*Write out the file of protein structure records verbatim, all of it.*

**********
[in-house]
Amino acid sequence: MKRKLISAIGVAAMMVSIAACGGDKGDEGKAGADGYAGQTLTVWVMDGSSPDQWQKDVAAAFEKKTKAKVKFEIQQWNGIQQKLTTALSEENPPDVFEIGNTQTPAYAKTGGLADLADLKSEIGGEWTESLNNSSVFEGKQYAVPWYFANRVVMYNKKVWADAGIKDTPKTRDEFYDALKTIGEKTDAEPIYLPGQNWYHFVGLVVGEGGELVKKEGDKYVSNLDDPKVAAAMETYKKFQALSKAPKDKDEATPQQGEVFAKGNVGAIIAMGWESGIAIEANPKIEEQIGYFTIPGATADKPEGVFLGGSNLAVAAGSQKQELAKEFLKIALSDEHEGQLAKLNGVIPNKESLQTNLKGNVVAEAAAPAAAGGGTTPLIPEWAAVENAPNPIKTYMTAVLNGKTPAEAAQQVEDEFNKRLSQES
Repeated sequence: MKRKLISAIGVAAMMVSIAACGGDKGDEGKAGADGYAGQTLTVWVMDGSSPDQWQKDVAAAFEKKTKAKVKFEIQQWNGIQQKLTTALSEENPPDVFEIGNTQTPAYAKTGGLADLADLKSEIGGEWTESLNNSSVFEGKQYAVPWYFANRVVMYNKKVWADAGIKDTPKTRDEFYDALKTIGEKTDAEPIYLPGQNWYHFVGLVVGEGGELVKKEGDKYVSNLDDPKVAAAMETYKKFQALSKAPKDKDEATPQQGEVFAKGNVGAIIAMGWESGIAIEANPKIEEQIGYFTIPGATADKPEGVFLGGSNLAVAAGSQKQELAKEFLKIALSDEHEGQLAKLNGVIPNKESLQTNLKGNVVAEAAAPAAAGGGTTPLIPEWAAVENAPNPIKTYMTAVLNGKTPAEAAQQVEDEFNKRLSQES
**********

[in-house]
Amino acid sequence: MKRKLISAIGVAAMMVSIAACGGDKGDEGKAGADGYAGQTLTVWVMDGSSPDQWQKDVAAAFEKKTKAKVKFEIQQWNGIQQKLTTALSEENPPDVFEIGNTQTPAYAKTGGLADLADLKSEIGGEWTESLNNSSVFEGKQYAVPWYFANRVVMYNKKVWADAGIKDTPKTRDEFYDALKTIGEKTDAEPIYLPGQNWYHFVGLVVGEGGELVKKEGDKYVSNLDDPKVAAAMETYKKFQALSKAPKDKDEATPQQGEVFAKGNVGAIIAMGWESGIAIEANPKIEEQIGYFTIPGATADKPEGVFLGGSNLAVAAGSQKQELAKEFLKIALSDEHEGQLAKLNGVIPNKESLQTNLKGNVVAEAAAPAAAGGGTTPLIPEWAAVENAPNPIKTYMTAVLNGKTPAEAAQQVEDEFNKRLSQES
Repeated sequence: MKRKLISAIGVAAMMVSIAACGGDKGDEGKAGADGYAGQTLTVWVMDGSSPDQWQKDVAAAFEKKTKAKVKFEIQQWNGIQQKLTTALSEENPPDVFEIGNTQTPAYAKTGGLADLADLKSEIGGEWTESLNNSSVFEGKQYAVPWYFANRVVMYNKKVWADAGIKDTPKTRDEFYDALKTIGEKTDAEPIYLPGQNWYHFVGLVVGEGGELVKKEGDKYVSNLDDPKVAAAMETYKKFQALSKAPKDKDEATPQQGEVFAKGNVGAIIAMGWESGIAIEANPKIEEQIGYFTIPGATADKPEGVFLGGSNLAVAAGSQKQELAKEFLKIALSDEHEGQLAKLNGVIPNKESLQTNLKGNVVAEAAAPAAAGGGTTPLIPEWAAVENAPNPIKTYMTAVLNGKTPAEAAQQVEDEFNKRLSQES